If you’re looking for ways to make your web content more accessible for people who use assistive technologies, WAI-ARIA (Web Accessibility Initiative — Accessible Rich Internet Applications) might help. However, correctly implementing WAI-ARIA can be challenging.
WAI-ARIA, which is also referred to as ARIA, is a specification designed to support accessible web applications. It provides semantic definitions for certain on-page elements. Assistive technologies like screen readers can interpret ARIA to provide more accurate information to users.
Before using ARIA, make sure you understand what it does — and what it can’t do. Below, we’ll address a few of the most common WAI-ARIA myths.
1. Myth: ARIA is a replacement for semantic HTML.
Semantic HTML5 includes the necessary attributes for most web content, and in most situations, HTML is preferable to ARIA. Here’s what the Web Accessibility Initiative (WAI) recommends:
“If you can use a native HTML element or attribute with the semantics and behavior you require already built in, instead of re-purposing an element and adding an ARIA role, state or property to make it accessible, then do so (author’s emphasis).”
The World Wide Web Consortium (W3C) updates HTML5 every few years to include more semantic features, and HTML is supported by every web browser and assistive technology. Unfortunately, different tools may not support 100% of WAI-ARIA.
The takeaway: If you have the option to use semantic HTML, use it. HTML is widely supported and relatively easy to use.
2. Myth: Using ARIA will always make a website more accessible.
Poor ARIA implementation may introduce barriers that affect people with disabilities. If a developer uses the wrong ARIA role or makes mistakes when writing markup, the website (and users) may suffer.
For example, role=’application' is a landmark role used to identify web applications that operate similarly to desktop applications. It may disable default shortcuts to enable users to browse naturally. When misused, visitors may not understand how to regain control of their browser or assistive technology.
Put simply, WAI-ARIA is a powerful tool, and you’ll need to use it carefully. If you can’t test your content frequently, the safest option is to stick with standard HTML.
3. Myth: ARIA is never necessary for improving web accessibility.
Semantic HTML5 has limitations, and ARIA can greatly improve accessibility for certain types of content. For example, ARIA might be used to clearly identify errors within a form field or to define navigation elements within a web application.
Before using ARIA, ask:
- Can I provide users with enough information by using semantic HTML5?
- Am I using ARIA to fix poorly written HTML?
- Could adding ARIA attributes create new accessibility issues?
If you answer “no" to every question, you can proceed — but remember, by using WAI-ARIA, you’re making a commitment to use it correctly.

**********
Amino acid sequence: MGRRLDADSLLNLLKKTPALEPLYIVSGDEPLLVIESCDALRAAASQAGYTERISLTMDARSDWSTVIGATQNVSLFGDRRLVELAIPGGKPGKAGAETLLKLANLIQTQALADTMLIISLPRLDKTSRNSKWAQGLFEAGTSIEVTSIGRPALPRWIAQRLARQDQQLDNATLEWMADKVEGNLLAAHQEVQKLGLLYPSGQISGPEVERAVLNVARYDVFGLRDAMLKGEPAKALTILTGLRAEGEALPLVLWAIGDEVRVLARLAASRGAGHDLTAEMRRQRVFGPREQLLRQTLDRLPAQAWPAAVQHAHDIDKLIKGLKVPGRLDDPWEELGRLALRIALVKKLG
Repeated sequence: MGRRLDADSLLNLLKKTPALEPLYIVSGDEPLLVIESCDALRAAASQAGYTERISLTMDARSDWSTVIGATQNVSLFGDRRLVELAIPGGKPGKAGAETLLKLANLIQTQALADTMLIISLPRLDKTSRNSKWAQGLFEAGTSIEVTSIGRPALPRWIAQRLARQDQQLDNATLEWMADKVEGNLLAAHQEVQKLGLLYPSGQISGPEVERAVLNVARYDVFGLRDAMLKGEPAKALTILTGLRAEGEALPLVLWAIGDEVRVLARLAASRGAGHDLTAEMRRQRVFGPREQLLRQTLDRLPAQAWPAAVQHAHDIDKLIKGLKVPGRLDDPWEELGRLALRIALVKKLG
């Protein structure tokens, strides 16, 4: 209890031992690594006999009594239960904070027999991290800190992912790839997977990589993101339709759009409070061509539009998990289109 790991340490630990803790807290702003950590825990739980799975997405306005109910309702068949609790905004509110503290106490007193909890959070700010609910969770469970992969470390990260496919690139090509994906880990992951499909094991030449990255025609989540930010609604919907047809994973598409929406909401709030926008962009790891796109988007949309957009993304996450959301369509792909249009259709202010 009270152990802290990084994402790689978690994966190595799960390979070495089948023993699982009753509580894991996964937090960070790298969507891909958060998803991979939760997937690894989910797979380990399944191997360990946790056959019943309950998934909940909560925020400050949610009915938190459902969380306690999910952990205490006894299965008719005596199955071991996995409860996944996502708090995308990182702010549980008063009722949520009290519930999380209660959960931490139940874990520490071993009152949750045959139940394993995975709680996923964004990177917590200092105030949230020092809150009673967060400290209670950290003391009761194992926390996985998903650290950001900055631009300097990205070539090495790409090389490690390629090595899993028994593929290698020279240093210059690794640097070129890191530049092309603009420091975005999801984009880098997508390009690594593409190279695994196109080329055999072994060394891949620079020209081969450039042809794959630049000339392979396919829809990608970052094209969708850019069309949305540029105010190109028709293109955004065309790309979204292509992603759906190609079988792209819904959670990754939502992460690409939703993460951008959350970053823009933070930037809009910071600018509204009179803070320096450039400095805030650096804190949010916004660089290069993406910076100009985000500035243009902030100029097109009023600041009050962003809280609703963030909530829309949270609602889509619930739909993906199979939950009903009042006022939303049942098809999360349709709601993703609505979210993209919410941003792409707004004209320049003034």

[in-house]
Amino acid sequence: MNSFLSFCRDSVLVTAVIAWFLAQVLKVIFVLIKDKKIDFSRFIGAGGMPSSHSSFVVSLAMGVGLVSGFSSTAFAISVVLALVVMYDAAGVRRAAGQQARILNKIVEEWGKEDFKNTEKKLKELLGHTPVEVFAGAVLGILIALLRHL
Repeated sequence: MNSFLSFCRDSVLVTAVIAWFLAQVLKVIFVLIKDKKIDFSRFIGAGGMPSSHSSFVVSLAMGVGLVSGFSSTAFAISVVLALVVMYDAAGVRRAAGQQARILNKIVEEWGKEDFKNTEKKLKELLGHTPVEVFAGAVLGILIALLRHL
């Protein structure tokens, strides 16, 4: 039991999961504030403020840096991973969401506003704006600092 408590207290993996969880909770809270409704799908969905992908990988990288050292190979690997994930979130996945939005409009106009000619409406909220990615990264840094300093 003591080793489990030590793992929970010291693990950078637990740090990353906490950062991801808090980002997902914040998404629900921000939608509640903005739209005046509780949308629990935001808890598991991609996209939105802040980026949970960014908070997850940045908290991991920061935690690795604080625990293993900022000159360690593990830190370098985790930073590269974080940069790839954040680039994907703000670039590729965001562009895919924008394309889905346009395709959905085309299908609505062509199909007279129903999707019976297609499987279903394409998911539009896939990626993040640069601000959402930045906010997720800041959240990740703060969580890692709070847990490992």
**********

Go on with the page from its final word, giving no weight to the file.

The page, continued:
4. Myth: ARIA is only for screen readers.
Most ARIA resources focus on screen readers, and for good reason: Screen reader accessibility is a vital consideration. Many people with vision disabilities use screen readers regularly, and popular readers like JAWS and NVDA can also accommodate people with hearing, motor, and neurocognitive conditions.
For example, a complex web application may have features that can’t be semantically defined through HTML. Text-to-speech tools may enable users to navigate, fill out forms, and perform other interactions by using ARIA labels.
5. Myth: Automated tools can find all ARIA implementation issues.
By testing your content frequently, you can ensure that your website reaches the widest possible audience. However, you’ll need an appropriate testing methodology.
We strongly recommend using a combination of manual and automated tests. While automated tests can identify some problems with WAI-ARIA, you’ll need to check whether your content delivers a decent experience for people who regularly use assistive technology.
Some potential issues with automated ARIA accessibility testing include:
- ARIA state, role, and property values are case sensitive. Some automated tools may accurately identify values regardless of case — but some assistive technologies might encounter issues.
- Automated tools can’t determine whether certain options are appropriate. For example, aria-live=”assertive" is intended to announce crucial updates to live regions. Depending on the content, aria-live=”polite" may be more appropriate.
- Many automated tools will miss keyboard navigation issues, third-party widget implementations, and other common barriers that affect real-world users.
Remember, some devices and software have limited support for WAI-ARIA. If you decide to use ARIA, you should work with an experienced accessibility partner to create a long-term strategy — and to avoid shutting out a sizable portion of your audience.